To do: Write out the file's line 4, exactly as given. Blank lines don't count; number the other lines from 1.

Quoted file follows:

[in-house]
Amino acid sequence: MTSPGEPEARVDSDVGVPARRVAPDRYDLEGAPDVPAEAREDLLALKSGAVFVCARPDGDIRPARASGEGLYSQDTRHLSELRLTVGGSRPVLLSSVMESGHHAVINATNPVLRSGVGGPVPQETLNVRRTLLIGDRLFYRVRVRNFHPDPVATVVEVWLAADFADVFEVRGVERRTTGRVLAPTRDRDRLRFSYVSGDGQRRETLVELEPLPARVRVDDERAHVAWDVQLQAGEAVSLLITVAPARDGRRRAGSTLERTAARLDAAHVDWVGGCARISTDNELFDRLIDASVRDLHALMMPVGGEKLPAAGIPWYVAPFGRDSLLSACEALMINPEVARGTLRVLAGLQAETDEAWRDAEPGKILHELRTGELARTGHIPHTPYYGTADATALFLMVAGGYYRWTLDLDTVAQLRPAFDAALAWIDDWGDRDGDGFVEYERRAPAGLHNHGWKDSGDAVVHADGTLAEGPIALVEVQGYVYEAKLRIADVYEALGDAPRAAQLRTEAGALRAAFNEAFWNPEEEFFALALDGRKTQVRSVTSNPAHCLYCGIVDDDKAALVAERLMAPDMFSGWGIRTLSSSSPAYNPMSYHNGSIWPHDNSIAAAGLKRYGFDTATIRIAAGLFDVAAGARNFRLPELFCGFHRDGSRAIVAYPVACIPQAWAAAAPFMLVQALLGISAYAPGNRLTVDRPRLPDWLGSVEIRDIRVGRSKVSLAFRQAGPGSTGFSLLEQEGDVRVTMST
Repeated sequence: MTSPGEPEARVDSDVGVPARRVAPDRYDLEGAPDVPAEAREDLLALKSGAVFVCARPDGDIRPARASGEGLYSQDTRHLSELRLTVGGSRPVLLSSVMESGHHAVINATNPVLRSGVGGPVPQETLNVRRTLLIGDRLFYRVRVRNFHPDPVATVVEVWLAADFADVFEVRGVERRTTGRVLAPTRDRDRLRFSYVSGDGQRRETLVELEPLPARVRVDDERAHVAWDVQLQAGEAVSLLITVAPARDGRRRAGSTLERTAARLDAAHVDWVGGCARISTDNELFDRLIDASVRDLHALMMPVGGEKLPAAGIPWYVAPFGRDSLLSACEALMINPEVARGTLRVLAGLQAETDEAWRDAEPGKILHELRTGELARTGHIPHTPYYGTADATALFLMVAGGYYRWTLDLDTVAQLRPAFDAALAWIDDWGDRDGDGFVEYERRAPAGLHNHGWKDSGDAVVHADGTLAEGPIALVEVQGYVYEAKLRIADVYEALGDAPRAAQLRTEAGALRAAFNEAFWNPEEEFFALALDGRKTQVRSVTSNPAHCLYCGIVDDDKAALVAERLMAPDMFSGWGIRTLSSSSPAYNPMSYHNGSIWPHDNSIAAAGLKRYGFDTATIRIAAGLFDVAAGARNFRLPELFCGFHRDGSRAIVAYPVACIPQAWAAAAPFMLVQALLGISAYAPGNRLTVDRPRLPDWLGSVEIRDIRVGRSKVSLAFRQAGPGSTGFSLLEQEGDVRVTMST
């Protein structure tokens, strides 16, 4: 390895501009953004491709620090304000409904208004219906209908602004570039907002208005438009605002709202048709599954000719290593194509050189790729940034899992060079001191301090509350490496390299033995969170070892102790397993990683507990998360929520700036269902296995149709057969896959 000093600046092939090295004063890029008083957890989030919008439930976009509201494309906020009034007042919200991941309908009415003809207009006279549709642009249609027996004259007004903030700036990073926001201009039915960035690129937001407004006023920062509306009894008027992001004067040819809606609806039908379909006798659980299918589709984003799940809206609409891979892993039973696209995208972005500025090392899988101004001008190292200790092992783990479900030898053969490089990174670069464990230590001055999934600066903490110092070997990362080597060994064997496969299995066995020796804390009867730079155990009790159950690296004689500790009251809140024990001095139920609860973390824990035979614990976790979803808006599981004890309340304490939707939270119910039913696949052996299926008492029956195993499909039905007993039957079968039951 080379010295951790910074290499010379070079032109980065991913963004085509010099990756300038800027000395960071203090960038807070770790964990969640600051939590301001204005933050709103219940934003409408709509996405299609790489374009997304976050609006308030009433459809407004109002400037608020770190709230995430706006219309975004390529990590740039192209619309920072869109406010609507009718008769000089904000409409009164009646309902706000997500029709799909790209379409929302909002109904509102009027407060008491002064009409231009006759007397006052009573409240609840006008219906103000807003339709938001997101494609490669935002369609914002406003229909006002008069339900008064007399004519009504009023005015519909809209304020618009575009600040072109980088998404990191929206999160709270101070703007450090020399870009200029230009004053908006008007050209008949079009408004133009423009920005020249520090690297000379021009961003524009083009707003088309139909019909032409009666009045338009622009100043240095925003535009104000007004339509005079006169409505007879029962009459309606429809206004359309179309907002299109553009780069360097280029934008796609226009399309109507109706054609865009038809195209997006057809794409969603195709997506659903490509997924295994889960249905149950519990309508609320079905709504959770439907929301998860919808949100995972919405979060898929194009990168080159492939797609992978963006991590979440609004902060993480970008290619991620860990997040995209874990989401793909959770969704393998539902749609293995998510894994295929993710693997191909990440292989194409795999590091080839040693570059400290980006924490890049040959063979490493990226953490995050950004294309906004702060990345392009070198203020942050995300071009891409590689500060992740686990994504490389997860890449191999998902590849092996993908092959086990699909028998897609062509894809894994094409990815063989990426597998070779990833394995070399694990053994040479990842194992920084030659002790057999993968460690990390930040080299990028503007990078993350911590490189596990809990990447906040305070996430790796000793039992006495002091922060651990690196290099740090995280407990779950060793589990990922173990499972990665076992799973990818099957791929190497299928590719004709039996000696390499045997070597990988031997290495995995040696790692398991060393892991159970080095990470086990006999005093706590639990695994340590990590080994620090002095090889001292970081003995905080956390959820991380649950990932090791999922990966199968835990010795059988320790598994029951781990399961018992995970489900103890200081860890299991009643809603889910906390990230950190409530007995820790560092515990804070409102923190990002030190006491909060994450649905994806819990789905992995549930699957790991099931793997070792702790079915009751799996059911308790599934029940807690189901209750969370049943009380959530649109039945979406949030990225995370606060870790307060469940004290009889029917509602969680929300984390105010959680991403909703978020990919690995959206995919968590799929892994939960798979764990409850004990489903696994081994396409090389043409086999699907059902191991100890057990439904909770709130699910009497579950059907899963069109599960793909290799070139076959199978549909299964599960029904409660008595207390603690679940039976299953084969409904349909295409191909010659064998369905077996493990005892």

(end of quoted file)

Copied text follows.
């Protein structure tokens, strides 16, 4: 390895501009953004491709620090304000409904208004219906209908602004570039907002208005438009605002709202048709599954000719290593194509050189790729940034899992060079001191301090509350490496390299033995969170070892102790397993990683507990998360929520700036269902296995149709057969896959 000093600046092939090295004063890029008083957890989030919008439930976009509201494309906020009034007042919200991941309908009415003809207009006279549709642009249609027996004259007004903030700036990073926001201009039915960035690129937001407004006023920062509306009894008027992001004067040819809606609806039908379909006798659980299918589709984003799940809206609409891979892993039973696209995208972005500025090392899988101004001008190292200790092992783990479900030898053969490089990174670069464990230590001055999934600066903490110092070997990362080597060994064997496969299995066995020796804390009867730079155990009790159950690296004689500790009251809140024990001095139920609860973390824990035979614990976790979803808006599981004890309340304490939707939270119910039913696949052996299926008492029956195993499909039905007993039957079968039951 080379010295951790910074290499010379070079032109980065991913963004085509010099990756300038800027000395960071203090960038807070770790964990969640600051939590301001204005933050709103219940934003409408709509996405299609790489374009997304976050609006308030009433459809407004109002400037608020770190709230995430706006219309975004390529990590740039192209619309920072869109406010609507009718008769000089904000409409009164009646309902706000997500029709799909790209379409929302909002109904509102009027407060008491002064009409231009006759007397006052009573409240609840006008219906103000807003339709938001997101494609490669935002369609914002406003229909006002008069339900008064007399004519009504009023005015519909809209304020618009575009600040072109980088998404990191929206999160709270101070703007450090020399870009200029230009004053908006008007050209008949079009408004133009423009920005020249520090690297000379021009961003524009083009707003088309139909019909032409009666009045338009622009100043240095925003535009104000007004339509005079006169409505007879029962009459309606429809206004359309179309907002299109553009780069360097280029934008796609226009399309109507109706054609865009038809195209997006057809794409969603195709997506659903490509997924295994889960249905149950519990309508609320079905709504959770439907929301998860919808949100995972919405979060898929194009990168080159492939797609992978963006991590979440609004902060993480970008290619991620860990997040995209874990989401793909959770969704393998539902749609293995998510894994295929993710693997191909990440292989194409795999590091080839040693570059400290980006924490890049040959063979490493990226953490995050950004294309906004702060990345392009070198203020942050995300071009891409590689500060992740686990994504490389997860890449191999998902590849092996993908092959086990699909028998897609062509894809894994094409990815063989990426597998070779990833394995070399694990053994040479990842194992920084030659002790057999993968460690990390930040080299990028503007990078993350911590490189596990809990990447906040305070996430790796000793039992006495002091922060651990690196290099740090995280407990779950060793589990990922173990499972990665076992799973990818099957791929190497299928590719004709039996000696390499045997070597990988031997290495995995040696790692398991060393892991159970080095990470086990006999005093706590639990695994340590990590080994620090002095090889001292970081003995905080956390959820991380649950990932090791999922990966199968835990010795059988320790598994029951781990399961018992995970489900103890200081860890299991009643809603889910906390990230950190409530007995820790560092515990804070409102923190990002030190006491909060994450649905994806819990789905992995549930699957790991099931793997070792702790079915009751799996059911308790599934029940807690189901209750969370049943009380959530649109039945979406949030990225995370606060870790307060469940004290009889029917509602969680929300984390105010959680991403909703978020990919690995959206995919968590799929892994939960798979764990409850004990489903696994081994396409090389043409086999699907059902191991100890057990439904909770709130699910009497579950059907899963069109599960793909290799070139076959199978549909299964599960029904409660008595207390603690679940039976299953084969409904349909295409191909010659064998369905077996493990005892």